Size and Weight:

We took into consideration the size of our child’s hands as well as how much weight he typically carries while we were narrowing down our options. It needed to be easy for him to carry about with him. It also needed to fit in his hand comfortably.

Emergency Features:

While we don’t expect to be too far from our child while camping, we do appreciate the safety features that come with many of today’s consumer walkie-talkies. The weather alerts from NOAA (National Oceanic and Atmospheric Administration) channels are handy to have while camping. Other features might include a beacon for broadcasting S.O.S. and a flashlight for after dark adventures.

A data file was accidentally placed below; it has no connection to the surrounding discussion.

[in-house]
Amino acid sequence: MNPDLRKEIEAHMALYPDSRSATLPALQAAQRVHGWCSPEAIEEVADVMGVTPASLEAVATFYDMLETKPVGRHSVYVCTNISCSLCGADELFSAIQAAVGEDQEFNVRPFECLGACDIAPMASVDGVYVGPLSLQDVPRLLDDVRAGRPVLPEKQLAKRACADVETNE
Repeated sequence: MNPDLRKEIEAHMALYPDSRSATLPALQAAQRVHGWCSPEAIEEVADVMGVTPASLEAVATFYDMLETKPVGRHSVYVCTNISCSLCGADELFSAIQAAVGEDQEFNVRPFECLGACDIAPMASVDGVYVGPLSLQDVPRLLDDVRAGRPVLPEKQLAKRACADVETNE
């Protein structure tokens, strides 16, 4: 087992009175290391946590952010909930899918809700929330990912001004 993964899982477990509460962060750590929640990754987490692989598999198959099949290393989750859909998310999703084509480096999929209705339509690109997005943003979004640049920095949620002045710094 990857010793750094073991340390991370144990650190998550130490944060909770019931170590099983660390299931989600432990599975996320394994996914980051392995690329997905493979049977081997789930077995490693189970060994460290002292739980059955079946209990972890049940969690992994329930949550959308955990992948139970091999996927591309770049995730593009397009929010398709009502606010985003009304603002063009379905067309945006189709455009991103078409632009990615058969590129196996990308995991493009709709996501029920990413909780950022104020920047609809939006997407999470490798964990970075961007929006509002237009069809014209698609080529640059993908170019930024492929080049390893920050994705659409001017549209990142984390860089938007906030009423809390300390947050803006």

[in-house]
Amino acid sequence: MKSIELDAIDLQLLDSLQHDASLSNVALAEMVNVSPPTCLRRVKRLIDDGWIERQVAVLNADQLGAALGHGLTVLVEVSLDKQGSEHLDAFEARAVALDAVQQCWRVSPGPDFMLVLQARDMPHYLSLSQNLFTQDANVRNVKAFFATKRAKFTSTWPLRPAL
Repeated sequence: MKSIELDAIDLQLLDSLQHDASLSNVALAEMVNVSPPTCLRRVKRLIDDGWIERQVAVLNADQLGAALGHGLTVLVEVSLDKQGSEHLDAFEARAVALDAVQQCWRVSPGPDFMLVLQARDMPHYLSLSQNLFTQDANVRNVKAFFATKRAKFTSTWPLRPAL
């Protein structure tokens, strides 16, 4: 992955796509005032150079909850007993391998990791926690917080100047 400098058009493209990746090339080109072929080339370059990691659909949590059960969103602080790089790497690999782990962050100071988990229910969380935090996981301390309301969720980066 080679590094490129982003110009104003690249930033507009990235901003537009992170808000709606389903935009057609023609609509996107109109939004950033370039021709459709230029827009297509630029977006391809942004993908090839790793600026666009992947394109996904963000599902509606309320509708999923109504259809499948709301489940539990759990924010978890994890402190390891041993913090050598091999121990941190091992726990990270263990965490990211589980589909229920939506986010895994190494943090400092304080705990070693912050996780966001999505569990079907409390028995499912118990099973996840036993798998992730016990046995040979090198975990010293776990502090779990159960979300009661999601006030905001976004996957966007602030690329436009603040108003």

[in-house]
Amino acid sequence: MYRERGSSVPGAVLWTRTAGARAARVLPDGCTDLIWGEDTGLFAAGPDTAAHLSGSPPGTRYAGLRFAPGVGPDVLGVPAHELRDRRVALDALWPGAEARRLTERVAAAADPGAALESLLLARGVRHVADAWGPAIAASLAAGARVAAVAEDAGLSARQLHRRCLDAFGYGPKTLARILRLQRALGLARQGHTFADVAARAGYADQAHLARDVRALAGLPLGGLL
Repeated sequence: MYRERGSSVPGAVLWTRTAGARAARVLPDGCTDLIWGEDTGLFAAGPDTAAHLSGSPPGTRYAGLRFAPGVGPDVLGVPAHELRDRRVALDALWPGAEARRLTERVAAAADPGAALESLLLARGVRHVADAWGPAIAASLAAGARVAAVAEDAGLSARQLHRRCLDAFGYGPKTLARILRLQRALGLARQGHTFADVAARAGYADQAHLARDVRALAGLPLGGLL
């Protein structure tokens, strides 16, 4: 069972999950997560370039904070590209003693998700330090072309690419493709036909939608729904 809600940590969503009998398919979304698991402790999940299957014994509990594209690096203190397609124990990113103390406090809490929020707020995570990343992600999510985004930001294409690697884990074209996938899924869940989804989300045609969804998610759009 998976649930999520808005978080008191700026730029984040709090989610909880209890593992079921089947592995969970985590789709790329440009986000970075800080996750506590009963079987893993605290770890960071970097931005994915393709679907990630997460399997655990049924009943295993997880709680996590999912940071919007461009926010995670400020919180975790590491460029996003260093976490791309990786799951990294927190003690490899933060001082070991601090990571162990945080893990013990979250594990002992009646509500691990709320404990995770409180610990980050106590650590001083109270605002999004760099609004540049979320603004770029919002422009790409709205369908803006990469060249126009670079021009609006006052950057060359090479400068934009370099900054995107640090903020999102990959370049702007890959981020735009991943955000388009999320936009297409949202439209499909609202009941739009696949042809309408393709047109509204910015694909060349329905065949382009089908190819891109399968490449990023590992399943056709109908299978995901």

Other Features to Look for in a Camping Walkie-Talkie:

There are some other nice to have features that might be available depending on which models you are considering.

  1. Hands-free operation
  2. IP ratings

Hands-free operation:

If your walkie-talkie has an option labeled “VOX” it can be voice-activated. This can be a useful feature if your child is riding their bicycle or engaging in other activities which require two hands (climbing rocks comes to mind). The Midland Walkie-Talkies we chose do offer hands-free operation.

IP ratings:

We don’t know about you, but we have camped in the rain more often than we care to think about and we appreciate knowing our tools can stand up to getting wet. If the item is labeled with IP and a number or two, it has gone through impact and water testing. IP stands for “Ingress Protection” and it measures how well a device is protected from both solid objects and liquids.